Savvy brands have long embraced the power of social media to connect audiences through celebrity endorsements and other forms of influencer marketing. However, such activity is relatively costly and tend to be limited to a very specific marketing message. The power of deepfake technology can enable brands to reach many different customers with highly targeted, potentially personalised messaging at a fraction of the cost. Just imagine your favourite actor, sport star or musician delivering a marketing message just to you, where they refer to you by name and the content is perfectly tailored according to your profile data. This is the next level in influencer marketing and I’m sure it’s just round the corner.
The technology also brings potential benefits to production as late script changes will no longer require costly re-shoots as talent could be pre-scanned to enable quick edits or even further creative development without their direct involvement. As per the earlier Dali example, the technology can even be used to resurrect the dead to ensure that their legacy lives on. You can easily imagine a scenario where brands no longer have to pay for talent time, but instead secure usage rights for their digital likeness.
Perhaps the most exciting application of the technology is the ability to seamlessly insert the user into the ad creative they see online. They will effectively become the stars of these ads, possibly leading to greater brand affinity and increased loyalty. Such executions will be subject to users granting access to their data but this is a natural progression on what the likes of Google and Facebook are already using today.
As with all technology open to misuse, brands must show an ethical responsibility - not just to the subjects of deepfake videos, but also to audiences - to provide education and transparency around the videos. In this era of fake news, it’s particularly important for brands to indicate that their video harnesses deepfake technology. This can be achieved through a simple disclaimer that displays at the start of the video or through a stamp of trust like the ‘blue tick’ used for official accounts on Twitter, Facebook and Instagram. Whatever method is used, it’s important that brands are fully transparent otherwise they risk damaging their reputation and losing customers.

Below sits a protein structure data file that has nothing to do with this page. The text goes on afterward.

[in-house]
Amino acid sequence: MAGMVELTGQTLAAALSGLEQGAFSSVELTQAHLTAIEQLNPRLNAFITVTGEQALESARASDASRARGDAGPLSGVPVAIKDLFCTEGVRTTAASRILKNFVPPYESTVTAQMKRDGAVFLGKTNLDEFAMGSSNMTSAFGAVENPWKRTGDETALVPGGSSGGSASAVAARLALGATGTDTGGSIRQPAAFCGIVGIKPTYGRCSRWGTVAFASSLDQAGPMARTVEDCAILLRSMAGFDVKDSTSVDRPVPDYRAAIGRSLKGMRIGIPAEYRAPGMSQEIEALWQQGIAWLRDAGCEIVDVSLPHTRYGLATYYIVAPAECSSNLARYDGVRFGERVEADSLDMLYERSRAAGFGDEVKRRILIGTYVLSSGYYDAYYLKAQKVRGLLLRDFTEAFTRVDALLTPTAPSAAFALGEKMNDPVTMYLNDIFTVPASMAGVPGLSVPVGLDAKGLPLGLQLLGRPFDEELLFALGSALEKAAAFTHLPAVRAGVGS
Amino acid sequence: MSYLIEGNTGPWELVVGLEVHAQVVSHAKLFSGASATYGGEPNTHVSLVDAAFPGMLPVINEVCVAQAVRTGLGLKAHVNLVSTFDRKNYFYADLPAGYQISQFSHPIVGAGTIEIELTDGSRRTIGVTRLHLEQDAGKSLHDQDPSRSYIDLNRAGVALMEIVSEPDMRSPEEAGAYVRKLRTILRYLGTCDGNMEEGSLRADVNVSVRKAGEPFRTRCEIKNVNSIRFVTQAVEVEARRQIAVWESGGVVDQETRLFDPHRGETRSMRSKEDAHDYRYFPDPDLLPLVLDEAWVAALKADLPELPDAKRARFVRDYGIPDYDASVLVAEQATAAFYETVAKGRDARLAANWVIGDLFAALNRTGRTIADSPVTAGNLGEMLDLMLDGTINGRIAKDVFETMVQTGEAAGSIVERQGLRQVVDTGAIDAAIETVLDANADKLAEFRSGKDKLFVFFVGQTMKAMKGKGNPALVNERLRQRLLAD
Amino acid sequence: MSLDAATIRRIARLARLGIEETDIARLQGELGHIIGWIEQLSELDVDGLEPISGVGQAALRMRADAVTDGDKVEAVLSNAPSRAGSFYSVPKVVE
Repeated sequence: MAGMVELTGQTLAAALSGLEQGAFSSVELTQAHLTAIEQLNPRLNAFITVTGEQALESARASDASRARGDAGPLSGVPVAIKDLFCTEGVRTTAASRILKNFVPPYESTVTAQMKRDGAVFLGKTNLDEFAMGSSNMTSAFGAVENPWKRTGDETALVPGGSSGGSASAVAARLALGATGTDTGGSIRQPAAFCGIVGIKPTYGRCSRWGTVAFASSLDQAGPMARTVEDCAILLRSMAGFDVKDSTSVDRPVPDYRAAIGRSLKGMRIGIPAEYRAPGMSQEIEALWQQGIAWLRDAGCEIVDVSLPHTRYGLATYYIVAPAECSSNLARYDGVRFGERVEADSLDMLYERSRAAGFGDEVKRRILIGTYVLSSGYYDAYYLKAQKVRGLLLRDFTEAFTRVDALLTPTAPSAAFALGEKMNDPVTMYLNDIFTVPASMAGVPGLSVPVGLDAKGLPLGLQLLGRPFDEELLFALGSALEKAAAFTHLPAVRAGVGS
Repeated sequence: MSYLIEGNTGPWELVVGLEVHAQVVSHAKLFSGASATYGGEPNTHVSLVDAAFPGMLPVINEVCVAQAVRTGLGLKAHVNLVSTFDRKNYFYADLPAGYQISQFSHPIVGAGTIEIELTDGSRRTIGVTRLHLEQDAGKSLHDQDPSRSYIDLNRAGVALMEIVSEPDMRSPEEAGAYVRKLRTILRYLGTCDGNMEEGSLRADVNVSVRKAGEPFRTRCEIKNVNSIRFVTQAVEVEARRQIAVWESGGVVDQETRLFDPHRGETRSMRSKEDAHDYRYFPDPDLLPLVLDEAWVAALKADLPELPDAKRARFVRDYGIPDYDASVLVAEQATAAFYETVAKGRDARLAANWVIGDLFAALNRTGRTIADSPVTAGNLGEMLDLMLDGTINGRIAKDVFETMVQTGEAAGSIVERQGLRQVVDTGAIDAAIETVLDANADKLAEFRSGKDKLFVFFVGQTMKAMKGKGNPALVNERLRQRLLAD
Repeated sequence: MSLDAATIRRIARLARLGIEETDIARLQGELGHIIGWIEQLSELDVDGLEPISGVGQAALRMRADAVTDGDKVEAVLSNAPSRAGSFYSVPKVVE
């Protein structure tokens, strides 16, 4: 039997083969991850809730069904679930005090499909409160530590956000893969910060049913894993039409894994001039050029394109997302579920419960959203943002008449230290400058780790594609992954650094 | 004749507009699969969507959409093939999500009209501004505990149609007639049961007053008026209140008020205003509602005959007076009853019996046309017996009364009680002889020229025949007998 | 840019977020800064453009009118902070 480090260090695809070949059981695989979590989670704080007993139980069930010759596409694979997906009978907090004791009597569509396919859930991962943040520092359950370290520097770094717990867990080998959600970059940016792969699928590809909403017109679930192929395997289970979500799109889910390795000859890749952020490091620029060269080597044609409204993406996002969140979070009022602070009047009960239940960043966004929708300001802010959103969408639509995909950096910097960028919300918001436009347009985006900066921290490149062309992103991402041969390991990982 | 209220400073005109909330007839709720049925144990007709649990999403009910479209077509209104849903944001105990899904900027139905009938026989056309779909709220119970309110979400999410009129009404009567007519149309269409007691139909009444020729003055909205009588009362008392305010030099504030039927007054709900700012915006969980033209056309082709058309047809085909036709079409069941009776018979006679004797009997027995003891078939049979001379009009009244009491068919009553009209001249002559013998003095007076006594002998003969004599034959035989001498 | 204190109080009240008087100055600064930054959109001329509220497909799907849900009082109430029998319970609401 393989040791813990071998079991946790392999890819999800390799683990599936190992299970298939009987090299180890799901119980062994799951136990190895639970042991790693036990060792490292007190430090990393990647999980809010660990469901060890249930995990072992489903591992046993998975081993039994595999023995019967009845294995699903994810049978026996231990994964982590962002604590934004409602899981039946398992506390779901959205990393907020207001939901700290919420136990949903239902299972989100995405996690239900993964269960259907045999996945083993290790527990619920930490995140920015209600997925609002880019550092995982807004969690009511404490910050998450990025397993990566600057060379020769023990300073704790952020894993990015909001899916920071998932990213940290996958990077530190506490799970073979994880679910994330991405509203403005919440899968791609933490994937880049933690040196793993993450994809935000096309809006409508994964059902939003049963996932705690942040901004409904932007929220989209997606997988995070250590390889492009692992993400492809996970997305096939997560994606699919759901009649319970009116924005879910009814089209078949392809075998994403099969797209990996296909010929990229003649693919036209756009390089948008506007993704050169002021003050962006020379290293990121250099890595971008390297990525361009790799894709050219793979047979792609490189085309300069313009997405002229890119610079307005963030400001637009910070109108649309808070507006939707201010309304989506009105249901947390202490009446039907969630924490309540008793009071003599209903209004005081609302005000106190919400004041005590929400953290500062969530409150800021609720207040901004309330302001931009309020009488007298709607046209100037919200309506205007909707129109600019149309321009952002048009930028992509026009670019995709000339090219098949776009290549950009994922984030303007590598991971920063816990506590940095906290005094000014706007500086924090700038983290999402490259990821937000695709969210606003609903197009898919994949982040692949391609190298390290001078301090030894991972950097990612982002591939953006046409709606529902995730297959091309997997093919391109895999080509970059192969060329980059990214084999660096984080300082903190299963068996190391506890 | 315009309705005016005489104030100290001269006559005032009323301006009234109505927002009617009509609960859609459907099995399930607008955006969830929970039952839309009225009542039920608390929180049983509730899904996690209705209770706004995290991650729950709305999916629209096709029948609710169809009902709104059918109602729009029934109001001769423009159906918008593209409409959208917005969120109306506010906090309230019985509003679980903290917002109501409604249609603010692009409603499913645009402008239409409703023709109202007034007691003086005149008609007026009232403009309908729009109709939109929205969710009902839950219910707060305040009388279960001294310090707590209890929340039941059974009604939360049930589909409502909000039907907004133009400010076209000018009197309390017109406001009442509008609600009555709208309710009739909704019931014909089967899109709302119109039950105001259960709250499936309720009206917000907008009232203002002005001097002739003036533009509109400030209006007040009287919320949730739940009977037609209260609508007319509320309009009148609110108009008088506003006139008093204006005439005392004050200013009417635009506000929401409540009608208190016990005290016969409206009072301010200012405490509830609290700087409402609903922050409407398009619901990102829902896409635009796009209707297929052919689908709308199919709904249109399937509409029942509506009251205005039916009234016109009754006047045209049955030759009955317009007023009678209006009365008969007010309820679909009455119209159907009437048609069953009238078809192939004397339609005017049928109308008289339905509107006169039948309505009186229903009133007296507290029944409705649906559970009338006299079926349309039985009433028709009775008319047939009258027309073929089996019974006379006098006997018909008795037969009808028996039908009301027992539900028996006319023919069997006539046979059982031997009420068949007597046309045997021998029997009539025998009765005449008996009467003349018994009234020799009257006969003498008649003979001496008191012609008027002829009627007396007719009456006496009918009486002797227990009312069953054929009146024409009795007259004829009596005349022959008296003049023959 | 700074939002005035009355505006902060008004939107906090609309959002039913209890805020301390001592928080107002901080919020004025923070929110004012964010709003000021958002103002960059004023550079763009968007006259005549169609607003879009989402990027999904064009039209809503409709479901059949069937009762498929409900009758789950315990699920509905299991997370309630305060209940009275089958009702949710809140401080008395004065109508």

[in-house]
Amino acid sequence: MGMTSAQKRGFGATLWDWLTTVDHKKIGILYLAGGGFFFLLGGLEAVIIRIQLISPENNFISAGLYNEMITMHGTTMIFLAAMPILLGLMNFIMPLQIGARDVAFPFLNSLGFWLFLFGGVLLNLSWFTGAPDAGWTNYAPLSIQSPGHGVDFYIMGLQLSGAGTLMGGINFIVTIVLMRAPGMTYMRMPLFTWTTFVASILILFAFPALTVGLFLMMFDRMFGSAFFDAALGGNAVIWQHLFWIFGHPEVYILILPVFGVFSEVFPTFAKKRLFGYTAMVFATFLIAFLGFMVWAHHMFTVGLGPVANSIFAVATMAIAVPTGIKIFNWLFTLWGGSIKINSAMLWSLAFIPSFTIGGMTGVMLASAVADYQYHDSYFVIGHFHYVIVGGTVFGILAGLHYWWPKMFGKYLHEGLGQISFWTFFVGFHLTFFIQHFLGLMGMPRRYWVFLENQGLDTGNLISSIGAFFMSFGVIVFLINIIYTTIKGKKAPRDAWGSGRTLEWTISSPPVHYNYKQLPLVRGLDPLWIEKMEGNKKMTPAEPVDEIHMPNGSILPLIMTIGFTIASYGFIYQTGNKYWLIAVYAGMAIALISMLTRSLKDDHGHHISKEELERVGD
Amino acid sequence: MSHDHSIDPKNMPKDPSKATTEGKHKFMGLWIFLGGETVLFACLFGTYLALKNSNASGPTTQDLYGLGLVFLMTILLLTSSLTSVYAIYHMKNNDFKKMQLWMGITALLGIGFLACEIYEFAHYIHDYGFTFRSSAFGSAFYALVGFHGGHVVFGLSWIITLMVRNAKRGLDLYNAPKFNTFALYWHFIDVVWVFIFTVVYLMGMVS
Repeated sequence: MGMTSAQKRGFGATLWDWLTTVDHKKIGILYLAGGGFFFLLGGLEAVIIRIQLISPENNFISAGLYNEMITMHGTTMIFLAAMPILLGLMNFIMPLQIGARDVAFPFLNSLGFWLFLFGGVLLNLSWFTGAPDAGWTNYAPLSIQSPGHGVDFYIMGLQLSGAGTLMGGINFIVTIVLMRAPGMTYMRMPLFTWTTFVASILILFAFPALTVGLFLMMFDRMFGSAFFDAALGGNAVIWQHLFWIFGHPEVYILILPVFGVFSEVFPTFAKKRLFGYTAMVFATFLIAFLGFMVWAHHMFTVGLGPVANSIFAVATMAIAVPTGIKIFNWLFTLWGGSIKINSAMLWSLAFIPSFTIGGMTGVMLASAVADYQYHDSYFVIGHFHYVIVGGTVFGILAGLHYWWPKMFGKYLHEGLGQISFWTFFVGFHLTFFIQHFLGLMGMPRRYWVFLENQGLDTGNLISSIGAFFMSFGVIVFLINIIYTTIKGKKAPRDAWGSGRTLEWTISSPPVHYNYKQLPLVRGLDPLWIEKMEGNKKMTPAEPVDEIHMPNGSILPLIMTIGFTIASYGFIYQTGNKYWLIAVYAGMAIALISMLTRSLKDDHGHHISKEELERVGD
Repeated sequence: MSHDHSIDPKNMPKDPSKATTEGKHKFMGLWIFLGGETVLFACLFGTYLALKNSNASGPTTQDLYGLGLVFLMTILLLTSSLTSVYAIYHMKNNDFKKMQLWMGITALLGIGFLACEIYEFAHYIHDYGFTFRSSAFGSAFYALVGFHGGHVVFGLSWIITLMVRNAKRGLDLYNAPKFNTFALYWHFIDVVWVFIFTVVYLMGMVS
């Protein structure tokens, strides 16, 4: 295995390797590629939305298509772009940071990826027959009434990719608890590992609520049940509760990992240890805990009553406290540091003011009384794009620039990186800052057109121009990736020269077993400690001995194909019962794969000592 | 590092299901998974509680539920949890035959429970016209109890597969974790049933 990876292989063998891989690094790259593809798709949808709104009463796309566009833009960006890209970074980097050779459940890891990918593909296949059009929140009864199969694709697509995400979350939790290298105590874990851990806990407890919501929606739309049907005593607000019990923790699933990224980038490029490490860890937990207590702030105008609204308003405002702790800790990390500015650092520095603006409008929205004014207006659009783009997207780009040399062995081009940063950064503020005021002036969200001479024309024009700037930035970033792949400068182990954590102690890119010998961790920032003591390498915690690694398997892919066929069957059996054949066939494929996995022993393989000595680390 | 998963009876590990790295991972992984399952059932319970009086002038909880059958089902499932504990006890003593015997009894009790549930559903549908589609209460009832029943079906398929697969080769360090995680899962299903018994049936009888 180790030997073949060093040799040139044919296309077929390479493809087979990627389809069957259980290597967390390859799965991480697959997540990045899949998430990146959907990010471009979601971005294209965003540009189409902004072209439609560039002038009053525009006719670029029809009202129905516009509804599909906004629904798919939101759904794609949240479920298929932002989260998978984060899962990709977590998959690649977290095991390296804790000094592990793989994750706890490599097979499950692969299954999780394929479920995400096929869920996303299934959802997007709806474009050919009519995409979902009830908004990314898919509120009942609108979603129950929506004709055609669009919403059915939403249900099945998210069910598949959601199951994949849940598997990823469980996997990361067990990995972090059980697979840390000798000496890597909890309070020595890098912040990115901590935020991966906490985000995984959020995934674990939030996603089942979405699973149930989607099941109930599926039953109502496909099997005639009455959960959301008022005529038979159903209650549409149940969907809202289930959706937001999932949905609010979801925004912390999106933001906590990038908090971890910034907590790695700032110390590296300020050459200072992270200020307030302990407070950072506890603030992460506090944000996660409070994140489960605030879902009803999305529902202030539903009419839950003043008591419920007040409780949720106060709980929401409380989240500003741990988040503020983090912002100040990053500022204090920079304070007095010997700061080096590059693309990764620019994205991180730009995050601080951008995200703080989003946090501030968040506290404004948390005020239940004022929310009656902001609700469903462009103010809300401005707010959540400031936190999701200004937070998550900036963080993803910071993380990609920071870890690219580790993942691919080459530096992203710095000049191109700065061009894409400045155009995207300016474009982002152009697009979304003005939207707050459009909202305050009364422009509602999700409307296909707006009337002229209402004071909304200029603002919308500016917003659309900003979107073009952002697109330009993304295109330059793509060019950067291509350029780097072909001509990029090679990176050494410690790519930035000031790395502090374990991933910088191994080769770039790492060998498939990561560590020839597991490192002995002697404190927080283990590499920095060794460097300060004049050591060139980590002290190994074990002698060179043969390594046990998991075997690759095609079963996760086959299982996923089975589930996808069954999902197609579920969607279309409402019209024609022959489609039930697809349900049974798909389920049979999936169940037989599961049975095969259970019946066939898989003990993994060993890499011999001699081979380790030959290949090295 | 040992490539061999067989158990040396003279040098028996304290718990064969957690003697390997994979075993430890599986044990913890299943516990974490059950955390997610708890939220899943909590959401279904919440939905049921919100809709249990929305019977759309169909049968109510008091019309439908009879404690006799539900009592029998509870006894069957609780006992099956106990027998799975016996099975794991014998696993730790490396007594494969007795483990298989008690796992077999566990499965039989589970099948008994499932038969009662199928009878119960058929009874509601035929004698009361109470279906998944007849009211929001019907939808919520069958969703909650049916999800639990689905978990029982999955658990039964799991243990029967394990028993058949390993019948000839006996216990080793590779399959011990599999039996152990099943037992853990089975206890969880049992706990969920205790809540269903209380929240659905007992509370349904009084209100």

So what does the future hold? Perhaps we’re on the cusp of a new era where the tech will empower brands to really push the creative envelope to deliver campaigns that could only have been dreamt about before. Others will argue that the tech will sound the death knell for brands, rendering celebrity endorsement and influencer marketing as meaningless. Consumers will no longer know who to trust or believe that a marketing claim is genuine.
Realising the threat to their precious ad revenue, the likes of Google and Facebook have already spent millions developing sophisticated deepfake detection algorithms. However, despite claims of very impressive detection rates, deepfakes will always find an audience due to the dynamics of the modern web where sharing is frictionless and attention is monetised.
Either way, deepfakes aren’t going away and will only become more sophisticated. Brands will need to tread carefully but if they’re able to strike the right balance between consumer trust and creative innovation then the rewards will be there for them.
Bharat Trivedi, Technical Director